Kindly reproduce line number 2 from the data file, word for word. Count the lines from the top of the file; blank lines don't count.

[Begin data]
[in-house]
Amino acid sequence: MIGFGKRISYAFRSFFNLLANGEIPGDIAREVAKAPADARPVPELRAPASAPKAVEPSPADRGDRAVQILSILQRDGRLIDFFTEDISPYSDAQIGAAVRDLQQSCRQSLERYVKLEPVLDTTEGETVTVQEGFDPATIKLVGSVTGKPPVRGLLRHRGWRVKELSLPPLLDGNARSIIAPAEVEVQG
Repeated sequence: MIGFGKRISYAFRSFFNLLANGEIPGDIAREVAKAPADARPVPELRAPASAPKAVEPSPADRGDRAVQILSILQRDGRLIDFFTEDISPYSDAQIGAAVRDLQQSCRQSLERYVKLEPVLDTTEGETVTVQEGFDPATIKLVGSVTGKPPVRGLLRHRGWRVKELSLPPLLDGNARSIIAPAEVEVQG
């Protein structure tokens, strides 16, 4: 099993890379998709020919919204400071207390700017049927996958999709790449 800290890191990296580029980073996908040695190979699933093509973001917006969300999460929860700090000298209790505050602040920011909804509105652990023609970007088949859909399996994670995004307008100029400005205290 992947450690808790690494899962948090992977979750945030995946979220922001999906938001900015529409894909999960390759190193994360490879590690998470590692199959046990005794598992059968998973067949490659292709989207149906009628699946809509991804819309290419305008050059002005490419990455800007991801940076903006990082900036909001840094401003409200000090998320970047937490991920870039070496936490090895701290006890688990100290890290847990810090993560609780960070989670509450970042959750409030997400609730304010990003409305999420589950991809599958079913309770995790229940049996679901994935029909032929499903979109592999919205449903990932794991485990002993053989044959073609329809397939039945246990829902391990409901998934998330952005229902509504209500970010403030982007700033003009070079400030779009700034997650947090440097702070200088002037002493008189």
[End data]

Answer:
Amino acid sequence: MIGFGKRISYAFRSFFNLLANGEIPGDIAREVAKAPADARPVPELRAPASAPKAVEPSPADRGDRAVQILSILQRDGRLIDFFTEDISPYSDAQIGAAVRDLQQSCRQSLERYVKLEPVLDTTEGETVTVQEGFDPATIKLVGSVTGKPPVRGLLRHRGWRVKELSLPPLLDGNARSIIAPAEVEVQG